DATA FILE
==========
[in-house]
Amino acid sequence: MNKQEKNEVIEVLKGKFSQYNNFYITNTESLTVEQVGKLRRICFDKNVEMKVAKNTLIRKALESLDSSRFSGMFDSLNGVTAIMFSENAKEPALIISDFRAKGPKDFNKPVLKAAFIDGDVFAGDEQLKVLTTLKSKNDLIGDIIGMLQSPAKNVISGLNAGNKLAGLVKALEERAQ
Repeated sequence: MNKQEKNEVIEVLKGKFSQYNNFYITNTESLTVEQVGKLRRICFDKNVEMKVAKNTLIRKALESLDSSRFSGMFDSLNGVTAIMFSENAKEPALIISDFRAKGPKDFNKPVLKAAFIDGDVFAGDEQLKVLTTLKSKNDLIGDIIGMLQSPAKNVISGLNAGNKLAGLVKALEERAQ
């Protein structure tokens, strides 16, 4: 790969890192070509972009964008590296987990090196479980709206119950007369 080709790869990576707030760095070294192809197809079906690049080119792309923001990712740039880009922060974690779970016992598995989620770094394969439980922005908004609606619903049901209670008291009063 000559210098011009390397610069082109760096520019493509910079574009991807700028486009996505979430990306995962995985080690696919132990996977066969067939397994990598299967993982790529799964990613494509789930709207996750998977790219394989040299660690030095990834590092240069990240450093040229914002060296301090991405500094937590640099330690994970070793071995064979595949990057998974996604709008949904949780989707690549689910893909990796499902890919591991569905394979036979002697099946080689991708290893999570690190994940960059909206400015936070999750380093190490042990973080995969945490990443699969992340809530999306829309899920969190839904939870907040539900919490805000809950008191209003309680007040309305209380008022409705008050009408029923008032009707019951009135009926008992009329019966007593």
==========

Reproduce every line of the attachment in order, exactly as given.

[in-house]
Amino acid sequence: MNKQEKNEVIEVLKGKFSQYNNFYITNTESLTVEQVGKLRRICFDKNVEMKVAKNTLIRKALESLDSSRFSGMFDSLNGVTAIMFSENAKEPALIISDFRAKGPKDFNKPVLKAAFIDGDVFAGDEQLKVLTTLKSKNDLIGDIIGMLQSPAKNVISGLNAGNKLAGLVKALEERAQ
Repeated sequence: MNKQEKNEVIEVLKGKFSQYNNFYITNTESLTVEQVGKLRRICFDKNVEMKVAKNTLIRKALESLDSSRFSGMFDSLNGVTAIMFSENAKEPALIISDFRAKGPKDFNKPVLKAAFIDGDVFAGDEQLKVLTTLKSKNDLIGDIIGMLQSPAKNVISGLNAGNKLAGLVKALEERAQ
């Protein structure tokens, strides 16, 4: 790969890192070509972009964008590296987990090196479980709206119950007369 080709790869990576707030760095070294192809197809079906690049080119792309923001990712740039880009922060974690779970016992598995989620770094394969439980922005908004609606619903049901209670008291009063 000559210098011009390397610069082109760096520019493509910079574009991807700028486009996505979430990306995962995985080690696919132990996977066969067939397994990598299967993982790529799964990613494509789930709207996750998977790219394989040299660690030095990834590092240069990240450093040229914002060296301090991405500094937590640099330690994970070793071995064979595949990057998974996604709008949904949780989707690549689910893909990796499902890919591991569905394979036979002697099946080689991708290893999570690190994940960059909206400015936070999750380093190490042990973080995969945490990443699969992340809530999306829309899920969190839904939870907040539900919490805000809950008191209003309680007040309305209380008022409705008050009408029923008032009707019951009135009926008992009329019966007593």